Did he or didn’t he? The cast talks about making ‘Defending Jacob’


A breakout success for Apple TV+ in the streaming service’s first year of existence, “Defending Jacob” centers on a Boston family struggling with the emotional ups and down of their seemingly docile teenage son being tried for murder. It was a rare venture into television for Chris Evans, who plays Jacob’s father, Andy, as well as the Jacob in question, portrayed by “It” franchise star Jaeden Martell. Coincidentally, it was the second high-profile project in a row they collaborated on.

“I found out that I was doing ‘Defending Jacob’ while we were shooting ‘Knives Out’ and that was really exciting to know that we were going to work together again,” Martell says. “We got to talk about the story a little bit and talk about our characters and just get comfortable with each other. ’Cause I think it’s sometimes hard to fake chemistry in a film or in a TV show. It felt natural. We got lucky, for sure.”

An adaption of William Landay’s popular novel, Evans was sold on the limited series by writer Mark Bomback and Oscar-nominated director Morten Tyldum. He was still shooting Rian Johnson’s murder mystery hit when, as an executive producer on the project, he was sent a number of audition tapes of the top contenders to play his onscreen son. When he watched Martell’s submission, Evans initially thought the young actor was courageous for improvising part of the scene.


Evans recalls, “Then I saw the next kid, and he’s doing the scene and the lines were the same, and I said, ‘Wait a minute, was that scripted? That scene that I just watched, was that not improvised?’ If you can make your audience believe that it’s improvised, not scripted lines, that’s a testament to his presence. I thought he was making it up as he was going. That’s how good he is.”

Trailer for the Apple TV+ limited series “Defending Jacob.”

Committing to “Defending Jacob” was “tricky” for Evans because he was given only the pilot and taking a “leap of faith” on the following seven episodes. He admits it was a “little intimidating,” but also somewhat familiar.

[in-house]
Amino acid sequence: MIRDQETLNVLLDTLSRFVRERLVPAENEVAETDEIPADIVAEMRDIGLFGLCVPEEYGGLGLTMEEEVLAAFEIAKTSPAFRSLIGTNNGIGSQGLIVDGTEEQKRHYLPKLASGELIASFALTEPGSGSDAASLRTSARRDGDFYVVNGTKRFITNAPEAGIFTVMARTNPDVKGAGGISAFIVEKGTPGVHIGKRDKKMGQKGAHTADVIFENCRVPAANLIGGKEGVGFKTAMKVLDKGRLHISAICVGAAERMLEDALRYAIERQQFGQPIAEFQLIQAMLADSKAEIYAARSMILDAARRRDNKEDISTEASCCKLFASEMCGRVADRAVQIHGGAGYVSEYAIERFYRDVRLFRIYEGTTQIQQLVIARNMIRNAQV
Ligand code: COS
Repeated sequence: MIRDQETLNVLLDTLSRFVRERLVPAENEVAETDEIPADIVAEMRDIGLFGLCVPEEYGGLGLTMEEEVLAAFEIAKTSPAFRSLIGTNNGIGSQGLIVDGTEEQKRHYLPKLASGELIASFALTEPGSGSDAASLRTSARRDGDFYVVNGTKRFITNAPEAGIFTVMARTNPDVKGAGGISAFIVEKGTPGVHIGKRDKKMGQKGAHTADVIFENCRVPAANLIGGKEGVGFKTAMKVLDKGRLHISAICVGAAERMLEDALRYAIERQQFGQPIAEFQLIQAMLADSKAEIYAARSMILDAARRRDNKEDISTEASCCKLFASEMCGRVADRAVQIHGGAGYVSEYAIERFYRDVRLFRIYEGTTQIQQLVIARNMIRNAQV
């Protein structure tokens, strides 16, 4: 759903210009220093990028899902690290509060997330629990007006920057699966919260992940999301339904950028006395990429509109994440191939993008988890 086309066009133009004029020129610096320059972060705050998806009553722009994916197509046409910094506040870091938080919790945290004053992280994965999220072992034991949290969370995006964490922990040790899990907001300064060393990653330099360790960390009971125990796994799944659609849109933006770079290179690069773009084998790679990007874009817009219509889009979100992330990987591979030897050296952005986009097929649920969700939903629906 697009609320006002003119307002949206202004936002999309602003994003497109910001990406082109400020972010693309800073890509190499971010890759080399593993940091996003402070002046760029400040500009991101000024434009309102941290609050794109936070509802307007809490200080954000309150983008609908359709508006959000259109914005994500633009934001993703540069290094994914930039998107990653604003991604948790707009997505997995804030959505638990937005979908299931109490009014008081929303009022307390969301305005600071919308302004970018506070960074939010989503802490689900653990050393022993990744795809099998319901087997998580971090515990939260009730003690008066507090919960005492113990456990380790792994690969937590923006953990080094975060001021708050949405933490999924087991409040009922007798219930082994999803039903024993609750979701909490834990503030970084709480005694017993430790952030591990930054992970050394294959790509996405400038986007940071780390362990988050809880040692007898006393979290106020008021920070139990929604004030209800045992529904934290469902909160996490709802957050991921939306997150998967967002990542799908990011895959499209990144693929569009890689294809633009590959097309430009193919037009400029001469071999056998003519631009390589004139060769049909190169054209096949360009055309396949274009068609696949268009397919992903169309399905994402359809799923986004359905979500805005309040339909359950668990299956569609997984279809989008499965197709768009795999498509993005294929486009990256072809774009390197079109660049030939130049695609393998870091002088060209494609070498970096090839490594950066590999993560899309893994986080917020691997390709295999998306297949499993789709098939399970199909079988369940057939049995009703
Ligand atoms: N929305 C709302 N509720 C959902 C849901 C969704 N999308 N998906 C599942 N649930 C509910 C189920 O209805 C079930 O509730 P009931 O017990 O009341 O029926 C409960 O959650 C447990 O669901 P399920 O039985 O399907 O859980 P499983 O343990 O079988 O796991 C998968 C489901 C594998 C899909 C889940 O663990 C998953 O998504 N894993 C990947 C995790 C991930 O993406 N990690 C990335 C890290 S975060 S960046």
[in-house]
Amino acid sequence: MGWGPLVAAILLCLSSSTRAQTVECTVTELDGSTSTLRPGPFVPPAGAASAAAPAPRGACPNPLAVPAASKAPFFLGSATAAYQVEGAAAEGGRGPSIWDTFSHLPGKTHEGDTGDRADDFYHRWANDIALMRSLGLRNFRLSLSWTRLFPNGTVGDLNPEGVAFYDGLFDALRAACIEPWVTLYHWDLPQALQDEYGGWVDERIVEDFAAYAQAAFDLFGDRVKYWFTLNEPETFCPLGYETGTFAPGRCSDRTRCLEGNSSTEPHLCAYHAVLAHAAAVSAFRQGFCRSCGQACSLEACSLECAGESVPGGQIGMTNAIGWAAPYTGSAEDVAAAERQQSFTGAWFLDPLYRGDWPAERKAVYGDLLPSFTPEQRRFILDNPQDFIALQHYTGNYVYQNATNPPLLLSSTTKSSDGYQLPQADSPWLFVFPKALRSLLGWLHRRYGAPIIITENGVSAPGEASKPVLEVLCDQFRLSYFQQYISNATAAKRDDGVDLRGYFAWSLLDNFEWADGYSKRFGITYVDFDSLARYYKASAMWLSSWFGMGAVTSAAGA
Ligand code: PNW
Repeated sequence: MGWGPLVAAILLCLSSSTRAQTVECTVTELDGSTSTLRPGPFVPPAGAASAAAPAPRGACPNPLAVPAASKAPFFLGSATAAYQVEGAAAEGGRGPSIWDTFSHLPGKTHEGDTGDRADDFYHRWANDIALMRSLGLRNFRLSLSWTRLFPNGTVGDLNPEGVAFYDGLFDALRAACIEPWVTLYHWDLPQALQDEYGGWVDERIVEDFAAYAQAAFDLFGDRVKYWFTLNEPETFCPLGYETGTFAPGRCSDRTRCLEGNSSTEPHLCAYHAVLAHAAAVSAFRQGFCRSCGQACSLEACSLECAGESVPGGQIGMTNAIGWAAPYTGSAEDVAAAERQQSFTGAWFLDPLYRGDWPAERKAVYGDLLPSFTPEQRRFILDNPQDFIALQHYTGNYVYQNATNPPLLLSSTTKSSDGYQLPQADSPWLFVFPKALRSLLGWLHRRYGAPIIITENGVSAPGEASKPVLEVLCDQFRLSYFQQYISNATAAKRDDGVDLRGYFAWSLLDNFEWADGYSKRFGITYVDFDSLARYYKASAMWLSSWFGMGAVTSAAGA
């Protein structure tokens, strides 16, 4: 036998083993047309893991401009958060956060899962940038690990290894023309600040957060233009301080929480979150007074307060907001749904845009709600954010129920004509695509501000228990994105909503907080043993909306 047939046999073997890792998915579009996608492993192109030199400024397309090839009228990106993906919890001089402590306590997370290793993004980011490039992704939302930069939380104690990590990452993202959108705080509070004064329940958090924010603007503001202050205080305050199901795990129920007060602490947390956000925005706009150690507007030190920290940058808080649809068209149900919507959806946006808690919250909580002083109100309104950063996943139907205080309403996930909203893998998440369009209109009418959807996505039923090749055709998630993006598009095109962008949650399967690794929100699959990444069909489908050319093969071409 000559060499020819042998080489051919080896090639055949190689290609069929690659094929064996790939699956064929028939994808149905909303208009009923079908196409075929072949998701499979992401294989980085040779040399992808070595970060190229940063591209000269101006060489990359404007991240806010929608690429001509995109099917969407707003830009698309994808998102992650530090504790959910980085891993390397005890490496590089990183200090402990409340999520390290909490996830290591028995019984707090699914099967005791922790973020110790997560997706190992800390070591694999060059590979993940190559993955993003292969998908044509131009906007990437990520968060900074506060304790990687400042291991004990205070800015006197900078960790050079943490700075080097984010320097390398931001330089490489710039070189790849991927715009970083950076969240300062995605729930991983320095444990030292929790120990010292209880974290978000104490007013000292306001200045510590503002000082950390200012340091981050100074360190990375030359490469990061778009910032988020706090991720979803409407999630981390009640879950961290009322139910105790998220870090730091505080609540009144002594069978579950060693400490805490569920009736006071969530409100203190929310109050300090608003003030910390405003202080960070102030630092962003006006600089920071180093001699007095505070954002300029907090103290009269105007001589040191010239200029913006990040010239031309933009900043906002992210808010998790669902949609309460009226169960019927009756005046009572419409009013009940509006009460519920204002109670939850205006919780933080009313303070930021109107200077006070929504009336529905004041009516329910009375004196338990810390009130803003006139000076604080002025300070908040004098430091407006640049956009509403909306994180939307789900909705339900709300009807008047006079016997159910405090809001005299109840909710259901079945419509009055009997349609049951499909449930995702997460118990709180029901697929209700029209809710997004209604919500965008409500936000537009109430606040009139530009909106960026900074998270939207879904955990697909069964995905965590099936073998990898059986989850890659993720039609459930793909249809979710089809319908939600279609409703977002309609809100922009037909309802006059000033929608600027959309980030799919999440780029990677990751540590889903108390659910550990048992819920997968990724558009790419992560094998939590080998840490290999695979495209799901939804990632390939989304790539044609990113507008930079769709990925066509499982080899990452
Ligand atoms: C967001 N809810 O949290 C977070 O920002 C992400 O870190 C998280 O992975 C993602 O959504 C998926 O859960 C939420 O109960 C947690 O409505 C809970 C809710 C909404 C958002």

“In a way, it almost had that Marvel feeling, because obviously with Marvel you have a contract and you have a movie coming, but you don’t know what that movie will be,” Evans says. “So, I know the feeling very well of being sent a script and saying, ‘OK, well, if I don’t like this, it’s not a matter of saying I’m not doing it. It’s a matter of saying, how do you fix it?’ Luckily, every time I’d finished a script [for ‘Defending Jacob’] I’d say, ‘Man, that’s another great script out of Mike Bomback. The guy really knows what he’s doing.’”

Four-time Emmy nominee Michelle Dockery came on board as Jacob’s mother Laurie, a character who has a hard time keeping herself centered after she begins to believe the accusations against her son might be true. Dockery was grateful the project had three weeks of prep and table rehearsals to help flesh out Laurie’s emotional journey. With Bomback’s adaptation making some major changes from the book, it was almost a benefit for the London native that the last script didn’t arrive until shooting was about to begin.

“We have a sense of control as human beings, and it was interesting pacing out those moments,” Dockery says. “Like, ‘When is she really going to lose it here? When is she holding it together?’ I lost sleep on this job because it required for me to go to those emotional places, and I certainly had to look after myself.”